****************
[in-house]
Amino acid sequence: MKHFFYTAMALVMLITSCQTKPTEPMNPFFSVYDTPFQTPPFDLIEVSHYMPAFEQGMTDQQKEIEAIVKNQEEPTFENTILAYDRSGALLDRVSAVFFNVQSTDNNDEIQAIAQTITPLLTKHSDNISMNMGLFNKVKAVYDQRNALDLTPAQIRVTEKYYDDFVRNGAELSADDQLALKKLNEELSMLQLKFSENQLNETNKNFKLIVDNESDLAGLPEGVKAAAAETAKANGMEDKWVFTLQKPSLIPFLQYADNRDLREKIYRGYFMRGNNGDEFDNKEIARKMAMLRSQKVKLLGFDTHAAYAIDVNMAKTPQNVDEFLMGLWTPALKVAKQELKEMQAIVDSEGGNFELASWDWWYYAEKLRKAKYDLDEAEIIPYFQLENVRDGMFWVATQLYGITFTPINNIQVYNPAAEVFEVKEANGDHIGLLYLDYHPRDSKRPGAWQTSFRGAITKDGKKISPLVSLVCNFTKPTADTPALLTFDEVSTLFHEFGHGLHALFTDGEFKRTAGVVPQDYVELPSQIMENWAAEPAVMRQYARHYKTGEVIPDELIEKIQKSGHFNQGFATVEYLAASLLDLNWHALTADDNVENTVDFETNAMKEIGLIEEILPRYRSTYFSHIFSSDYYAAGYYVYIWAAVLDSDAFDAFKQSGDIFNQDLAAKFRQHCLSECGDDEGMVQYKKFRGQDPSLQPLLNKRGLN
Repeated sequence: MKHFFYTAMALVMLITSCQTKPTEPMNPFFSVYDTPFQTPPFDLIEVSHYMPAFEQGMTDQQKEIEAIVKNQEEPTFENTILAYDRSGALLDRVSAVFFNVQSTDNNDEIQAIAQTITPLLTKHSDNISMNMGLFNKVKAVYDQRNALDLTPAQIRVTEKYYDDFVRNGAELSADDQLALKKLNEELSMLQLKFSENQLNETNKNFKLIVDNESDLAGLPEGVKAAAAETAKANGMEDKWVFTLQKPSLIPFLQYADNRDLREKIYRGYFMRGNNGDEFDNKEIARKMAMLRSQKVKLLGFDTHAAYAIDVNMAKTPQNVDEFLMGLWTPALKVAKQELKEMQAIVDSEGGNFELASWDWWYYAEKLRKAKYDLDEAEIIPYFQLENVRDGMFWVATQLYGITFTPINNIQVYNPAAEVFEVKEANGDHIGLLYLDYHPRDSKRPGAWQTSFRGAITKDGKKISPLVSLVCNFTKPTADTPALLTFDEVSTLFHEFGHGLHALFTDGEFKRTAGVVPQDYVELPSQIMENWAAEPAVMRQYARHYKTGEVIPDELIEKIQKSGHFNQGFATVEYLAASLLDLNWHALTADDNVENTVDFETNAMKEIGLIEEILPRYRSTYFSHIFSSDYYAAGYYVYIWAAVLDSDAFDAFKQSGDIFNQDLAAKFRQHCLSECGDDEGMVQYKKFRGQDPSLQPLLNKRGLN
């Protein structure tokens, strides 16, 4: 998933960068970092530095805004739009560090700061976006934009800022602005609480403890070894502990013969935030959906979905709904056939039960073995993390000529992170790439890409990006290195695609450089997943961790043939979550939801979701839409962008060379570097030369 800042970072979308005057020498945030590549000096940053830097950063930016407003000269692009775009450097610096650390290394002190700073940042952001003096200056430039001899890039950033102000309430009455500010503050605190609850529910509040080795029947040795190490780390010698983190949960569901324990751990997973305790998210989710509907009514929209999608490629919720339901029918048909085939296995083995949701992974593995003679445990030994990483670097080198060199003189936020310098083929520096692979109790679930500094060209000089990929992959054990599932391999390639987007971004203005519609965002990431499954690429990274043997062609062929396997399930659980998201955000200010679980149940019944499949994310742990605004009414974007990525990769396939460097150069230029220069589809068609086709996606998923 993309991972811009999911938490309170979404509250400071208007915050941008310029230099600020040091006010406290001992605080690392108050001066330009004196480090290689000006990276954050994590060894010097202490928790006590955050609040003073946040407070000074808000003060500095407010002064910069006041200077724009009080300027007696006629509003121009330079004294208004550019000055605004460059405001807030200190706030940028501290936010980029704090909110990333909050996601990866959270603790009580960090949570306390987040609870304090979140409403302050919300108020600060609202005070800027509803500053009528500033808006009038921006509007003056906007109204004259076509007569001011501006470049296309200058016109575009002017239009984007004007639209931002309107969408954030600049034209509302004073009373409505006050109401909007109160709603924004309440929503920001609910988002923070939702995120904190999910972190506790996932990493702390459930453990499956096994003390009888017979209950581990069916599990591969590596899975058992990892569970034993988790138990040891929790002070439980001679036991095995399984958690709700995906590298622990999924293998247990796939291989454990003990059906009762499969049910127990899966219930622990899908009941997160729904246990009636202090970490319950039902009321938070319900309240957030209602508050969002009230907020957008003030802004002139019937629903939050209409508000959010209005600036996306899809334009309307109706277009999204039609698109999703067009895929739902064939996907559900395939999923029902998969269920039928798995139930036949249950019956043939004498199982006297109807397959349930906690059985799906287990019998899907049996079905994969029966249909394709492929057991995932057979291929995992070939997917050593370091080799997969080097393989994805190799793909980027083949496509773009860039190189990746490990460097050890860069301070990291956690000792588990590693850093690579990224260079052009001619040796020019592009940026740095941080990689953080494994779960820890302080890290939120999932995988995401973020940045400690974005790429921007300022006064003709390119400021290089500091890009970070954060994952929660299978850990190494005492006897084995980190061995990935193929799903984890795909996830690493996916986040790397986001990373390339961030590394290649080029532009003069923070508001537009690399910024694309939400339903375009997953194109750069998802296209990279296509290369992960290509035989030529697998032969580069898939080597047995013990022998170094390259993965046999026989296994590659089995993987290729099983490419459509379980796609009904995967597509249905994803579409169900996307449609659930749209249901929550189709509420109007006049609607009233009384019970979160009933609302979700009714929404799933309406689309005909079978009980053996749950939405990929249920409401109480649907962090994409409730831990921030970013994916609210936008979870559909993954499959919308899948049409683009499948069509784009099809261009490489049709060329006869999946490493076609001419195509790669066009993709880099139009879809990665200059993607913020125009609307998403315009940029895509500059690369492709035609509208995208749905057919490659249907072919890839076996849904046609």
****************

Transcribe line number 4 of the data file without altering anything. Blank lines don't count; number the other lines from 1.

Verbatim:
């Protein structure tokens, strides 16, 4: 998933960068970092530095805004739009560090700061976006934009800022602005609480403890070894502990013969935030959906979905709904056939039960073995993390000529992170790439890409990006290195695609450089997943961790043939979550939801979701839409962008060379570097030369 800042970072979308005057020498945030590549000096940053830097950063930016407003000269692009775009450097610096650390290394002190700073940042952001003096200056430039001899890039950033102000309430009455500010503050605190609850529910509040080795029947040795190490780390010698983190949960569901324990751990997973305790998210989710509907009514929209999608490629919720339901029918048909085939296995083995949701992974593995003679445990030994990483670097080198060199003189936020310098083929520096692979109790679930500094060209000089990929992959054990599932391999390639987007971004203005519609965002990431499954690429990274043997062609062929396997399930659980998201955000200010679980149940019944499949994310742990605004009414974007990525990769396939460097150069230029220069589809068609086709996606998923 993309991972811009999911938490309170979404509250400071208007915050941008310029230099600020040091006010406290001992605080690392108050001066330009004196480090290689000006990276954050994590060894010097202490928790006590955050609040003073946040407070000074808000003060500095407010002064910069006041200077724009009080300027007696006629509003121009330079004294208004550019000055605004460059405001807030200190706030940028501290936010980029704090909110990333909050996601990866959270603790009580960090949570306390987040609870304090979140409403302050919300108020600060609202005070800027509803500053009528500033808006009038921006509007003056906007109204004259076509007569001011501006470049296309200058016109575009002017239009984007004007639209931002309107969408954030600049034209509302004073009373409505006050109401909007109160709603924004309440929503920001609910988002923070939702995120904190999910972190506790996932990493702390459930453990499956096994003390009888017979209950581990069916599990591969590596899975058992990892569970034993988790138990040891929790002070439980001679036991095995399984958690709700995906590298622990999924293998247990796939291989454990003990059906009762499969049910127990899966219930622990899908009941997160729904246990009636202090970490319950039902009321938070319900309240957030209602508050969002009230907020957008003030802004002139019937629903939050209409508000959010209005600036996306899809334009309307109706277009999204039609698109999703067009895929739902064939996907559900395939999923029902998969269920039928798995139930036949249950019956043939004498199982006297109807397959349930906690059985799906287990019998899907049996079905994969029966249909394709492929057991995932057979291929995992070939997917050593370091080799997969080097393989994805190799793909980027083949496509773009860039190189990746490990460097050890860069301070990291956690000792588990590693850093690579990224260079052009001619040796020019592009940026740095941080990689953080494994779960820890302080890290939120999932995988995401973020940045400690974005790429921007300022006064003709390119400021290089500091890009970070954060994952929660299978850990190494005492006897084995980190061995990935193929799903984890795909996830690493996916986040790397986001990373390339961030590394290649080029532009003069923070508001537009690399910024694309939400339903375009997953194109750069998802296209990279296509290369992960290509035989030529697998032969580069898939080597047995013990022998170094390259993965046999026989296994590659089995993987290729099983490419459509379980796609009904995967597509249905994803579409169900996307449609659930749209249901929550189709509420109007006049609607009233009384019970979160009933609302979700009714929404799933309406689309005909079978009980053996749950939405990929249920409401109480649907962090994409409730831990921030970013994916609210936008979870559909993954499959919308899948049409683009499948069509784009099809261009490489049709060329006869999946490493076609001419195509790669066009993709880099139009879809990665200059993607913020125009609307998403315009940029895509500059690369492709035609509208995208749905057919490659249907072919890839076996849904046609």